The porch swing is original to the house, and the finish shows it.  I'll have to get a bit of spar varnish on it before the snow flies, but for now, a scrap of fabric from the sewing room and a couple of cushions no longer used elsewhere disguise the peeling shellac, and add a bit of comfort and color.
More old lace, this time a disintegrating crocheted bedspread that a good friend wisely rescued for me from a "free" box at a yard sale, and a huge plant block some of the wind.  I would love to take credit for the enormity of this plant, but a couple dozen garden club members would be posting comments to tell you the only thing I grow that big is weeds.  I love end-of-season sales at greenhouses.  The big box stores have straggly crap this time of year, but the local guys have well tended plants.  This 3' diameter plant only ate $7.99 out of the grocery budget, and by the time cold weather forces it indoors, it will most likely be about half this size, and fit perfectly in the living room window.  Somebody remind me to water this thing!

I've been hoping to get this light fixture, found for $10  at an estate sale, rewired for the kitchen, but not knowing when that will happen, I figured I may as well use it as a chandelier out here for now.  I painted some glass votive globes with Peebeo Porcelaine paint and just set them into the empty sockets.  A tassle made with another wooden finial, some scrap yarn, and embellished with a few old keys and trinkets tinkles merrily in the breeze.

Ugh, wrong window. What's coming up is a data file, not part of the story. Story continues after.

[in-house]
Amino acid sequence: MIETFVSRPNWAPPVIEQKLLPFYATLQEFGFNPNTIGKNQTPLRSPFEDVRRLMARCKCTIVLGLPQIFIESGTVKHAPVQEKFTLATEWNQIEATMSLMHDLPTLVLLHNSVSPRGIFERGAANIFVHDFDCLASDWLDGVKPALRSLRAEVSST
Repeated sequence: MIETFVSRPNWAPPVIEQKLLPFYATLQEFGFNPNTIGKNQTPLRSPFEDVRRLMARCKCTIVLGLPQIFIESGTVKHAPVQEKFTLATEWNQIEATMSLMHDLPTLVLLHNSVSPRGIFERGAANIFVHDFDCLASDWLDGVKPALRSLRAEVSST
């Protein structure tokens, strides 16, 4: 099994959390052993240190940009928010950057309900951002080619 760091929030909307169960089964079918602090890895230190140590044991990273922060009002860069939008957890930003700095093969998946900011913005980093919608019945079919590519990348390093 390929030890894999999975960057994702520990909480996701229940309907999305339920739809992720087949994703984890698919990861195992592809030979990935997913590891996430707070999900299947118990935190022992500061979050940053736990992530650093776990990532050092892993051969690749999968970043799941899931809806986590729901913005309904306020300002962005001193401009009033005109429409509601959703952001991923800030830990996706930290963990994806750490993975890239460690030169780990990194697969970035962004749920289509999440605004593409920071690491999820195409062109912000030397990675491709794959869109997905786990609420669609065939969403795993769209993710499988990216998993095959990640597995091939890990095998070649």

This goose rocker is one of my original designs.  I used to build them myself, but I'm spoiled now, and have my friend T.C. Fogarty handle this.  He's a retired dairy farmer, and doing things like this, and repairing the antique wicker sofa, keep him busy and out from under his wife's feet.  Perfect situation for all concerned!

There is a vintage glass light fixture suspended in the middle of this wreath, which usually hangs under my porch light at Christmas, when the adaptor socket for the twinkle lights requires I remove the regular light globe.  I left it up too late in the spring, and a pair of finches built a nest in it.  Not wanting to risk baked finch, I installed a hook in one corner, and moved their home away from certain disaster.  Surprisingly, they didn't mind the relocation a bit.